1. Resources, Energy and Environment,
  2. Biosciences and Bioengineering,
  3. Materials Science and Engineering,
  4. Applied Mathematics and Computational Science
Cumputer Rendering: View of Engineering & Science Building

Dr. Charles M. Vest, President, National Academy of Engineering and President Emeritus, Massachusetts Institute of Technology (MIT) highlighted the importance of Research University in the 21 st Century in his keynote address.

“Research universities”, he said, “create opportunities for industries, cities, nations, and regions by preparing educated citizens and by direct application of the new knowledge, new understandings, and new technologies that flow from their research and scholarship .”

Dr. Vest spoke at length about the evolution, migration and globalization of research universities. “There are many lessons to be learned from this evolution”, he said. He listed down six important lessons to be learnt from the research university experience of the 20 th Century.

KAUST is based on Dr. Vest’s first lesson: Teaching and research must be intimately intertwined.

“Teaching and research are inseparable”, he said.

“And it is their synergy”, he emphasized “that defines the essence of a research university.”

One of the most important lessons that Dr. Vest offered at the inaugural session of KAUST is that ” fundamental scholarship and research must exist on an equal plane with applied research and innovation.”

Elaborating on this lesson he very subtly hinted at the business community . ” We are very aware that research universities create opportunity for nations and regions through the transfer of technology and innovation to the marketplace.”

He also spoke about relevance of education to entrepreneurship. “Industrially relevant work is increasingly important”, he said, and “an environment that is entrepreneurial also gives relevance to education.”

Dr. Vest also spoke on open environment in a research university where people across the globe study and challenge one’s hypothesis so as to arrive at the results of scientific experiments.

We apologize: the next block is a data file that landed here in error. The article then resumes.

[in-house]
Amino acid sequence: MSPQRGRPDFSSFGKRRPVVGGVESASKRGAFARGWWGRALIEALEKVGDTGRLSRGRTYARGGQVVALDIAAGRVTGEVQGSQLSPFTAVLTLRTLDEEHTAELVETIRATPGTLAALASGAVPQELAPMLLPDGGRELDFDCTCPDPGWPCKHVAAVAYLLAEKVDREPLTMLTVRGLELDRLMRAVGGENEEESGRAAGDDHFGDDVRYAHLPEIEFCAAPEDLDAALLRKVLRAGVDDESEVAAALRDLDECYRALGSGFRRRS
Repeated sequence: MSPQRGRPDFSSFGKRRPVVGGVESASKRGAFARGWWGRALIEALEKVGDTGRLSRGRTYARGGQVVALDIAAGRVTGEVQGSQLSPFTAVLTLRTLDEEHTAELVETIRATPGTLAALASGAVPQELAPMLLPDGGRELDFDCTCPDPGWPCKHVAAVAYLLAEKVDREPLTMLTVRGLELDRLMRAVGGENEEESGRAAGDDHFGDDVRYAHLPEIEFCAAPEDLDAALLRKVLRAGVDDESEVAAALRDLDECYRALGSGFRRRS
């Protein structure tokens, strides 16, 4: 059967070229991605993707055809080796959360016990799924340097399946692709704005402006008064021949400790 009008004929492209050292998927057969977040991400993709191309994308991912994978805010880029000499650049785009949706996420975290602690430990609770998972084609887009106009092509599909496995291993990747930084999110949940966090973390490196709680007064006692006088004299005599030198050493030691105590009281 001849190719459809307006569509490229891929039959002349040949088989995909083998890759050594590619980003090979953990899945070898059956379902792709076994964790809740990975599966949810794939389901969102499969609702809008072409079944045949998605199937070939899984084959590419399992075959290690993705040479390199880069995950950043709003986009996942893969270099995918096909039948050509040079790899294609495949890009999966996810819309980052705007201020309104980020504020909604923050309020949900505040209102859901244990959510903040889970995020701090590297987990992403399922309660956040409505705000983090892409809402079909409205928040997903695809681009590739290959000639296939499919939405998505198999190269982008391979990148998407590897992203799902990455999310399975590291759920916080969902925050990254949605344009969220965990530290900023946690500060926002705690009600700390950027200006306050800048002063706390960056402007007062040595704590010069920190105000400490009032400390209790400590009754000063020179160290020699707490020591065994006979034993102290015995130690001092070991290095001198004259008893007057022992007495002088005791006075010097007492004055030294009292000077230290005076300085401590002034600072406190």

“Science”, he said, “cannot be done in isolation.”

“And, of course, interactions among scholars, scientists, and engineers who have diverse perspectives and varied experiences lead to creativity and innovation.”

His mantra for the success of Research University is this: compete as well as cooperate. “It is a paradox of this age that we all must cooperate as well as compete”, he said.

KAUST has already tied with many internationally renowned institutes like Woods Hole Oceanographic Institution, Indian Institute of Technology, National University of Singapore to name a few.

Dr. Vest cautioned on the two “opposing trends” of today’s age: integration and fragmentation. He said that KAUST is all about integration. “We are linked by the knowledge and understanding developed by many people in many places”, he said.

KAUST has two bodies as of now. First is International Advisory Council (IAC) which meets twice a year to review plans and provide guidance and feedback to Ali Ibrahim Al-Naimi, Minister of Petroleum and Mineral Resources of Saudi Arabia and man-in-charge of the KAUST. Second body is Presidential Search Committee (PSC) which is still on a hunt for the right candidate.